October 5, 2023

Maneuvering multiple supply chains key to electric truck charging


The question of which comes first — the chicken or the egg — applies to the supply chain for electrifying commercial vehicles.

The answer is both.

Electric trucks, especially Class 4-6 models — box trucks, single axle, tandem axle and yard tractors to name a few — are rapidly replacing gasoline and diesel-fueled models. Getting overnight charging installed is relatively easy, and studies show total cost of ownership in some instances already meets or exceeds internal combustion engine-powered vehicles.

Startups and legacy companies have flooded the space, seeing an easy path to solid revenue from upfitting an existing truck or starting fresh with an electric chassis topable with any number of bodies for a range of uses.

The heavier lift is Class 6-8 trucks, with a driving range still limited to 150 to 300 miles between charges. That’s good enough for drayage work, such as from the ports of Los Angeles and Long Beach to California’s warehouse and distribution center-packed Inland Empire. The range also works for repeatable package pickup and delivery routes and grocery distribution.

But without a major breakthrough in the energy density of batteries, battery-electric transportation is constrained. Like passenger vehicles, which have a seven-year head start, range anxiety — the fear of being stranded with a dead battery — is very real.

Startups like TerraWatt, WattEV and Voltera are buying and leasing property to build out a public charging infrastructure for commercial vehicles that also could serve passenger vehicles. They offer various as-a-service models including all-in truck leasing, or just a monthly all-in charge for electricity.

Pandemic led car and truck manufacturers to compete for components

The COVID pandemic impacted advanced powertrains for electric commercial vehicles much the same as it did passenger cars, which are rising in popularity but still in just the high single digits of light vehicles sold.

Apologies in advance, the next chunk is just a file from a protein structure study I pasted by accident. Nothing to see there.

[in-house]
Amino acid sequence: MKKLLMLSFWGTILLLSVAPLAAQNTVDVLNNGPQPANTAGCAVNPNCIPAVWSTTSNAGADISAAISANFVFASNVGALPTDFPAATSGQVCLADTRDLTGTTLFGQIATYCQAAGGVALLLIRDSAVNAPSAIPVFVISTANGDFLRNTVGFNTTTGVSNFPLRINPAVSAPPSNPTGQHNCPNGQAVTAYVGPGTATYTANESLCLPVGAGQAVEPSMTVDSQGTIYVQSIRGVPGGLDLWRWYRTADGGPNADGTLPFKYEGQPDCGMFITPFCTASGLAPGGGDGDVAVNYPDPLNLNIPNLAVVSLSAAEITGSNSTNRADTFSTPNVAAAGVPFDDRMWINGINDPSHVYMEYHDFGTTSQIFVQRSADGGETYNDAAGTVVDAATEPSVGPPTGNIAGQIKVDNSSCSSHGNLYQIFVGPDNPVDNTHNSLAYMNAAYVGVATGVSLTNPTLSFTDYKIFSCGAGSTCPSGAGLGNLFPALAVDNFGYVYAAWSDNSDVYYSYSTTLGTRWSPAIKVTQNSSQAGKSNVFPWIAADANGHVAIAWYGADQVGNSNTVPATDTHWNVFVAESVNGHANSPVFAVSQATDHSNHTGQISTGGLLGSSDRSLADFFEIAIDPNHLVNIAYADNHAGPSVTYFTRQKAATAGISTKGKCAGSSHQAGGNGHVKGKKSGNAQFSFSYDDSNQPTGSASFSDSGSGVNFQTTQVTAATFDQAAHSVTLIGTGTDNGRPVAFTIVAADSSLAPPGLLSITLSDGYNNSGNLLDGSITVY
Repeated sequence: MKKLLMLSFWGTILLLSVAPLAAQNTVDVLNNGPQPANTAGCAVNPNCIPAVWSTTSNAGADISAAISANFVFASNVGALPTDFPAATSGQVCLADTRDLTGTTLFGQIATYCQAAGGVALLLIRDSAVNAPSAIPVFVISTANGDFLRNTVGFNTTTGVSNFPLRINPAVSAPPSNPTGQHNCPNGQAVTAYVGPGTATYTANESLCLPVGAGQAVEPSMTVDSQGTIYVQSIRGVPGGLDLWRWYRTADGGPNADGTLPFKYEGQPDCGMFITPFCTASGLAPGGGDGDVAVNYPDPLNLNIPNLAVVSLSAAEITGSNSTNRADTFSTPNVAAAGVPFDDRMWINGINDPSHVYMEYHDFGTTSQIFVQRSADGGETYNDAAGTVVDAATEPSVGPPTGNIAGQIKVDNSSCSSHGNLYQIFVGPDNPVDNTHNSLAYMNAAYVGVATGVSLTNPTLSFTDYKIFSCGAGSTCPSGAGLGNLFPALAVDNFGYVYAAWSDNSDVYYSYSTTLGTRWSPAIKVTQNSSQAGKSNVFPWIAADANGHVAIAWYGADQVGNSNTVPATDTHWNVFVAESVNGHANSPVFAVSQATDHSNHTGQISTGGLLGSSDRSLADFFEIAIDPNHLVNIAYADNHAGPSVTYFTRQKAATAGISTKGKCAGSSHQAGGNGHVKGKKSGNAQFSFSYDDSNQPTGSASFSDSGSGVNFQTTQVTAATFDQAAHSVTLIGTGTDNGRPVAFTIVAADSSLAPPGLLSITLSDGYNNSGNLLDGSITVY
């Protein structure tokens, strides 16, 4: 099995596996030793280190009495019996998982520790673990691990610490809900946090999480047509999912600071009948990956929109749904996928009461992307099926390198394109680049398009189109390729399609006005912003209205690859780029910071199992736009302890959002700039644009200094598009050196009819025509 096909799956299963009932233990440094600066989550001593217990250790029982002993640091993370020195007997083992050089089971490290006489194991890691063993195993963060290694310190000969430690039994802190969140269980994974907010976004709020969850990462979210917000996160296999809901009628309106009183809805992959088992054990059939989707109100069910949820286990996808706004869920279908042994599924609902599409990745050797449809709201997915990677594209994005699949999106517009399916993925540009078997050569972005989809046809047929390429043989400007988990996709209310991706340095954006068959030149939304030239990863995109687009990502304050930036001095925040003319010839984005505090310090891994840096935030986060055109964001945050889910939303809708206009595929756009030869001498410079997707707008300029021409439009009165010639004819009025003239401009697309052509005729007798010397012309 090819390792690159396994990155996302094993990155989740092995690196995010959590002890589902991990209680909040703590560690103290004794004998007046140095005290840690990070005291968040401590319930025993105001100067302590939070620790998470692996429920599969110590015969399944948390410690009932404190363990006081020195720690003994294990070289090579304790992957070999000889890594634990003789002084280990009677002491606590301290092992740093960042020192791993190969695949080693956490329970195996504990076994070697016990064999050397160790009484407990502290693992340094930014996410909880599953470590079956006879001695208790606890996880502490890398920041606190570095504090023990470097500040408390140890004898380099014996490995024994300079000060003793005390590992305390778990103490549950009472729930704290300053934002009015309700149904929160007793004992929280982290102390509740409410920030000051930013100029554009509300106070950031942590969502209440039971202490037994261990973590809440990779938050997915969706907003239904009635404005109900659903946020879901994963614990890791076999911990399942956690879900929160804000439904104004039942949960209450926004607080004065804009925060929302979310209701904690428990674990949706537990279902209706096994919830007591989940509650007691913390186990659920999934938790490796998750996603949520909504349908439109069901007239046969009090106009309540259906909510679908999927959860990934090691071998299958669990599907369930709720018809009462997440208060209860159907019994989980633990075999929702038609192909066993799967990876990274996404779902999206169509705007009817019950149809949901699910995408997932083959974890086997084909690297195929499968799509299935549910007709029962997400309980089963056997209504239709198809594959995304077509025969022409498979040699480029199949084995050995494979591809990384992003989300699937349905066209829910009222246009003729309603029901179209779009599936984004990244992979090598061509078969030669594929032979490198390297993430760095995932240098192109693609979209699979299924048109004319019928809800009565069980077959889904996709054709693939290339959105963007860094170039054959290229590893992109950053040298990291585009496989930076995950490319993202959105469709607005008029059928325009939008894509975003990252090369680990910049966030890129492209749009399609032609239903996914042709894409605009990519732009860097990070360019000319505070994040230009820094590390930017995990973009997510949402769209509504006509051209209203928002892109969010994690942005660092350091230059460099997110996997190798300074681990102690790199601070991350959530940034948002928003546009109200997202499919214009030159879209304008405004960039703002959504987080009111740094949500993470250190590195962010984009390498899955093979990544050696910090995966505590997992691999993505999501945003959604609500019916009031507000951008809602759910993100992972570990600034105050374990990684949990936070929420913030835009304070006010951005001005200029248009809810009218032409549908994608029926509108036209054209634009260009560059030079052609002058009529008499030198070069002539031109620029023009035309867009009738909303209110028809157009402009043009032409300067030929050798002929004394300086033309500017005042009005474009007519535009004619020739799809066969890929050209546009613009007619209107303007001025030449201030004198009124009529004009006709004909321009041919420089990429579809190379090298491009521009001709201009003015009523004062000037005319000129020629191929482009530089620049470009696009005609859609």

“On the vehicle side, I think everyone’s starting to catch their breath a little bit from the supply chain shortage,” said Rich Mohr, vice president of fleet solutions at electric services company ChargePoint Inc. “They had orders backed up for almost two and a half years. The Class 8 production backlog was probably the highest it’s been since we’ve been in the industry.”

It also didn’t help that the auto and truck manufacturers were chasing the same components — microchips, cable, circuit boards and SIM cards — from the same suppliers.

Long lead times for charging infrastructure

Some amount of finger pointing accompanies any shortage or supply chain disruption. Utilities that bring the power to the door often get caught in the crosshairs.

“Everyone talks about the utilities taking a long time, which we’re finding not to be the case,” Mohr said. “We’re finding that they’re really challenged on the switchgear side to be able to start doing new services into the sites.”

Switchgear is a centralized collection of circuit breakers, fuses and switches, or circuit protection devices, that protect, control and isolate electrical equipment behind a metal panel. The bigger the project, the harder to acquire the switchgear. Lead times ranged from 40 to 80 weeks. That’s come down some, but switchgear is still a long-lead item.

Electric truck purchases and charging going hand in hand

Fleets purchasing electric trucks have gotten the message from early adopters: Order your charging needs when you order your truck.